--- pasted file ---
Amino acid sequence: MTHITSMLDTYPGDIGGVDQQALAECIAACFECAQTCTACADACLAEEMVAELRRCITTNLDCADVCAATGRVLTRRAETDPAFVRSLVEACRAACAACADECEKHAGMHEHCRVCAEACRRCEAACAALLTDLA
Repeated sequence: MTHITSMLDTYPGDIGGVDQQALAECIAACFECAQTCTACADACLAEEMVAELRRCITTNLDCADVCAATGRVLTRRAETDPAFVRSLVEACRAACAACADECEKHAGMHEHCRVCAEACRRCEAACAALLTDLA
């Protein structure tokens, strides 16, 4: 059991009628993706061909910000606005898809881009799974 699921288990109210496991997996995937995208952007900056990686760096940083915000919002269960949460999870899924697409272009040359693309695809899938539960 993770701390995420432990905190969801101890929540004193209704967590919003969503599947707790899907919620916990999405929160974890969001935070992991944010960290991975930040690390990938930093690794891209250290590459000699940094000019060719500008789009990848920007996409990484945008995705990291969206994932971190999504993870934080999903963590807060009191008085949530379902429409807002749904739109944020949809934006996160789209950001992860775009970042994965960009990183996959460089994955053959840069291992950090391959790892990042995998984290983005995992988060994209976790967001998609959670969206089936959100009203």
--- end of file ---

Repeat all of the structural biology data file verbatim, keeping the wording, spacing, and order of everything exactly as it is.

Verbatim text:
Amino acid sequence: MTHITSMLDTYPGDIGGVDQQALAECIAACFECAQTCTACADACLAEEMVAELRRCITTNLDCADVCAATGRVLTRRAETDPAFVRSLVEACRAACAACADECEKHAGMHEHCRVCAEACRRCEAACAALLTDLA
Repeated sequence: MTHITSMLDTYPGDIGGVDQQALAECIAACFECAQTCTACADACLAEEMVAELRRCITTNLDCADVCAATGRVLTRRAETDPAFVRSLVEACRAACAACADECEKHAGMHEHCRVCAEACRRCEAACAALLTDLA
């Protein structure tokens, strides 16, 4: 059991009628993706061909910000606005898809881009799974 699921288990109210496991997996995937995208952007900056990686760096940083915000919002269960949460999870899924697409272009040359693309695809899938539960 993770701390995420432990905190969801101890929540004193209704967590919003969503599947707790899907919620916990999405929160974890969001935070992991944010960290991975930040690390990938930093690794891209250290590459000699940094000019060719500008789009990848920007996409990484945008995705990291969206994932971190999504993870934080999903963590807060009191008085949530379902429409807002749904739109944020949809934006996160789209950001992860775009970042994965960009990183996959460089994955053959840069291992950090391959790892990042995998984290983005995992988060994209976790967001998609959670969206089936959100009203």